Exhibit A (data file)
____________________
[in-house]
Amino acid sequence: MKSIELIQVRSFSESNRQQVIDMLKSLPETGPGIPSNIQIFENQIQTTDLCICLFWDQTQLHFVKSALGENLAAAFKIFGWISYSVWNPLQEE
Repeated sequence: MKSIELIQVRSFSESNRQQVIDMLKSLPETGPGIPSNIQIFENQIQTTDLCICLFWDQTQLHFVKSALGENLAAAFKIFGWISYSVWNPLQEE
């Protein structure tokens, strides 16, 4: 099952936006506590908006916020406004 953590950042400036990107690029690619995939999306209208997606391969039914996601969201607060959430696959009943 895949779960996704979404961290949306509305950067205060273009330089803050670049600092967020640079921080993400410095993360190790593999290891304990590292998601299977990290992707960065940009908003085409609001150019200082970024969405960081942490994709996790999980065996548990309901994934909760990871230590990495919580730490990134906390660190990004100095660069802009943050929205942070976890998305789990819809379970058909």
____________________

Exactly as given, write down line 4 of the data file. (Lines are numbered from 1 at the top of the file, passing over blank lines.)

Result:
């Protein structure tokens, strides 16, 4: 099952936006506590908006916020406004 953590950042400036990107690029690619995939999306209208997606391969039914996601969201607060959430696959009943 895949779960996704979404961290949306509305950067205060273009330089803050670049600092967020640079921080993400410095993360190790593999290891304990590292998601299977990290992707960065940009908003085409609001150019200082970024969405960081942490994709996790999980065996548990309901994934909760990871230590990495919580730490990134906390660190990004100095660069802009943050929205942070976890998305789990819809379970058909």